I was kind of joking with Deacon Chris over the phone last week, in a macabre sort of way, that nobody consults those who will be most affected by the timing of their death, about whether it will be convenient for anybody. Most of the time, a death is quite inconvenient, and appropriately so, I suppose. But I have to say, Alan did an extraordinarily good job choosing to pass on at the time of year he did. We are in the midst of the Great Fifty Days of Easter, a “week of weeks,” wherein we are at every turn put in mind of the central verities of our faith: that Christ is risen from the dead, trampling down death by death, and upon those in the tomb bestowing life. We are put in mind of the fact that death does not have the last word; God has the last word, and that word is life forevermore. Because Jesus is risen from the dead, those of us who have “clothed ourselves in Christ” in the waters of baptism have our destiny inextricably tied up with his destiny. Jesus rose from the dead and left death in the grave, not so that we don’t have to also experience death—we do—but so that death would no more have dominion over us, that as we have been configured to Christ in a death like his, so we will be configured to Christ in a resurrection like his. As Job cried out, in anticipation of the redemption wrought by Christ, “and though worms destroy this body, yet in my flesh shall I see God.” Our destiny in Christ is indeed to see God face to face and not die as a result of the encounter, because we have been conformed to the image of Jesus, who is himself the perfect image of the Father.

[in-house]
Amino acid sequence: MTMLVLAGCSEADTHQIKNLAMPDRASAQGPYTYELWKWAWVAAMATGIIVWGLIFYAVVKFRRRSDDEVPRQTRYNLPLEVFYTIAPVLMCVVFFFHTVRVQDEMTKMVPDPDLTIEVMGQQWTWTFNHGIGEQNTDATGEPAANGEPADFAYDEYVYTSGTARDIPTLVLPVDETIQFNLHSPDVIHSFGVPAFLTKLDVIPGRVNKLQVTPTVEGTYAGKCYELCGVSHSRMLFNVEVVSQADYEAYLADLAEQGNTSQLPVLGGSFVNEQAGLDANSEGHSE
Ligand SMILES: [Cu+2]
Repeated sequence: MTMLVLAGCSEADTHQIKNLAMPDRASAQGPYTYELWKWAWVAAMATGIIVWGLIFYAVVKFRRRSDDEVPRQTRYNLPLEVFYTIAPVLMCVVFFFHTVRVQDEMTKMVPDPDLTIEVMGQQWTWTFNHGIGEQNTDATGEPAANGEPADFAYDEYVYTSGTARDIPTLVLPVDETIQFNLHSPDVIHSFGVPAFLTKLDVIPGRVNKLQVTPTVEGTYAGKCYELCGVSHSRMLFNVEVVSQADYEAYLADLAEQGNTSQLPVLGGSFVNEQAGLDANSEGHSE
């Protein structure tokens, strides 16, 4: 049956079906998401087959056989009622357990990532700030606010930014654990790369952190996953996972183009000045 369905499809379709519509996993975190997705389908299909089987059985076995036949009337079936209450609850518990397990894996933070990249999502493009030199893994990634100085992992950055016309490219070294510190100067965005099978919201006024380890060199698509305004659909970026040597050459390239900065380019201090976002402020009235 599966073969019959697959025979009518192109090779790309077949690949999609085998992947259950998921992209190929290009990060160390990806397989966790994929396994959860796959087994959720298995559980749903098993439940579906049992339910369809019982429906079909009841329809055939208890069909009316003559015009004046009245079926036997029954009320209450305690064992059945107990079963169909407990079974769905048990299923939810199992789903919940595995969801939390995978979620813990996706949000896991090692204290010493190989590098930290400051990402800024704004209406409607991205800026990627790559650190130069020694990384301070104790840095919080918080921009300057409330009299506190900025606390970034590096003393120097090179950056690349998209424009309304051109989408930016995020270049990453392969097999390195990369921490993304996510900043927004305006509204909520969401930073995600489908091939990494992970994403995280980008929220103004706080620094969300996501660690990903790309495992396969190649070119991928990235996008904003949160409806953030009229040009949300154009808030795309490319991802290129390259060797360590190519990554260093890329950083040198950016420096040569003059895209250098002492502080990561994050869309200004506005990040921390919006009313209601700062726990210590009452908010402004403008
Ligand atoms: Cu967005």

This is the hope in which Alan Herbst was baptized, in which he lived, and in which he died. Our job now is to commend him on the next phase of his journey toward being configured perfectly to the image of God in Christ. It is our job now, collectively, to be a priestly people on Alan’s behalf, to stand in the gap for him as he stood in the gap for so many who are here and so many who are not here. As we lift up our hearts in thanks and praise, as we lift up the consecrated bread and wine, become in that moment the very Body and Blood of the risen Christ, we are, as a “kingdom of priests” (to use the words of St Peter in his first epistle) making intercession for Alan, saying to God the Father, “Look on your servant Alan not as he is in this moment—broken, incomplete—but look on him as he will be when you are finished with him—completely whole, completely healed, completely as you intended him to be when he was conceived in his mother’s womb. We plead the offering of your Son Jesus on Alan’s behalf.”
And then, having done that important work for Alan, we come to the altar and stretch our hands across the communion rail into heaven itself, where we partake the bread of angels, where we are fed with same celestial food with which Alan is now being fed by the one true and great High Priest. Praised be Jesus Christ. Alleluia and Amen.